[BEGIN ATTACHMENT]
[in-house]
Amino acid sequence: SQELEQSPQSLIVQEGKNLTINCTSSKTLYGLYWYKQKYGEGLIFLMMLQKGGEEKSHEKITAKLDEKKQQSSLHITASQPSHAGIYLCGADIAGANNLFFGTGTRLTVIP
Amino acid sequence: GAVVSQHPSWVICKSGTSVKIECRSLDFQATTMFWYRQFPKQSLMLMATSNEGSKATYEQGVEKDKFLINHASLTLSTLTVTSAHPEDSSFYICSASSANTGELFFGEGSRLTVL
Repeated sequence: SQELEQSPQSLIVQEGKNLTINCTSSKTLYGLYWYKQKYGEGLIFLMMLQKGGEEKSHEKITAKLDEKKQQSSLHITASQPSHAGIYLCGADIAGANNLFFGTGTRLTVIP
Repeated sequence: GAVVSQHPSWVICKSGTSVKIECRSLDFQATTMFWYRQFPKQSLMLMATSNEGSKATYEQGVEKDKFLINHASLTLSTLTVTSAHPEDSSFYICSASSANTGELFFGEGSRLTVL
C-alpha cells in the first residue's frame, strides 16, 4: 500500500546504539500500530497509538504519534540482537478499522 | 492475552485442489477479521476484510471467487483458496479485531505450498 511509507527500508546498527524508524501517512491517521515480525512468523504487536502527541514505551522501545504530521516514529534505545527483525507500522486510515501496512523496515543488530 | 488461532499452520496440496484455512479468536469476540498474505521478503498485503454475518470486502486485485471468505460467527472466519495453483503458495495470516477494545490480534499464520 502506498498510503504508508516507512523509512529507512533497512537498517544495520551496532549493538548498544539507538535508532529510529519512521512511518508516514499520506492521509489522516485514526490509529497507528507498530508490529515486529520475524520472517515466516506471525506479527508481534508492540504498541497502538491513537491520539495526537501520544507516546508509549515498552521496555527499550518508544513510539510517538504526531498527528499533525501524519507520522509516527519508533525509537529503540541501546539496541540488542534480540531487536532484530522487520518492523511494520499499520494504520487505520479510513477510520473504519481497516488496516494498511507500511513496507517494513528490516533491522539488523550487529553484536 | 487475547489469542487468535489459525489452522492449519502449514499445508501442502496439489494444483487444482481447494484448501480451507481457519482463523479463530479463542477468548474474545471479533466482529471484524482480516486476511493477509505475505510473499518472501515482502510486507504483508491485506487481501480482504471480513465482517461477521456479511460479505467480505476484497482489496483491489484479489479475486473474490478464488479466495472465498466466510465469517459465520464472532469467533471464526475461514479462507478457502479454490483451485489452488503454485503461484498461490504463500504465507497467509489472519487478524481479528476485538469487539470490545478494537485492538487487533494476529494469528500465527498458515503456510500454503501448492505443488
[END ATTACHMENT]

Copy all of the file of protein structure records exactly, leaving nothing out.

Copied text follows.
[in-house]
Amino acid sequence: SQELEQSPQSLIVQEGKNLTINCTSSKTLYGLYWYKQKYGEGLIFLMMLQKGGEEKSHEKITAKLDEKKQQSSLHITASQPSHAGIYLCGADIAGANNLFFGTGTRLTVIP
Amino acid sequence: GAVVSQHPSWVICKSGTSVKIECRSLDFQATTMFWYRQFPKQSLMLMATSNEGSKATYEQGVEKDKFLINHASLTLSTLTVTSAHPEDSSFYICSASSANTGELFFGEGSRLTVL
Repeated sequence: SQELEQSPQSLIVQEGKNLTINCTSSKTLYGLYWYKQKYGEGLIFLMMLQKGGEEKSHEKITAKLDEKKQQSSLHITASQPSHAGIYLCGADIAGANNLFFGTGTRLTVIP
Repeated sequence: GAVVSQHPSWVICKSGTSVKIECRSLDFQATTMFWYRQFPKQSLMLMATSNEGSKATYEQGVEKDKFLINHASLTLSTLTVTSAHPEDSSFYICSASSANTGELFFGEGSRLTVL
C-alpha cells in the first residue's frame, strides 16, 4: 500500500546504539500500530497509538504519534540482537478499522 | 492475552485442489477479521476484510471467487483458496479485531505450498 511509507527500508546498527524508524501517512491517521515480525512468523504487536502527541514505551522501545504530521516514529534505545527483525507500522486510515501496512523496515543488530 | 488461532499452520496440496484455512479468536469476540498474505521478503498485503454475518470486502486485485471468505460467527472466519495453483503458495495470516477494545490480534499464520 502506498498510503504508508516507512523509512529507512533497512537498517544495520551496532549493538548498544539507538535508532529510529519512521512511518508516514499520506492521509489522516485514526490509529497507528507498530508490529515486529520475524520472517515466516506471525506479527508481534508492540504498541497502538491513537491520539495526537501520544507516546508509549515498552521496555527499550518508544513510539510517538504526531498527528499533525501524519507520522509516527519508533525509537529503540541501546539496541540488542534480540531487536532484530522487520518492523511494520499499520494504520487505520479510513477510520473504519481497516488496516494498511507500511513496507517494513528490516533491522539488523550487529553484536 | 487475547489469542487468535489459525489452522492449519502449514499445508501442502496439489494444483487444482481447494484448501480451507481457519482463523479463530479463542477468548474474545471479533466482529471484524482480516486476511493477509505475505510473499518472501515482502510486507504483508491485506487481501480482504471480513465482517461477521456479511460479505467480505476484497482489496483491489484479489479475486473474490478464488479466495472465498466466510465469517459465520464472532469467533471464526475461514479462507478457502479454490483451485489452488503454485503461484498461490504463500504465507497467509489472519487478524481479528476485538469487539470490545478494537485492538487487533494476529494469528500465527498458515503456510500454503501448492505443488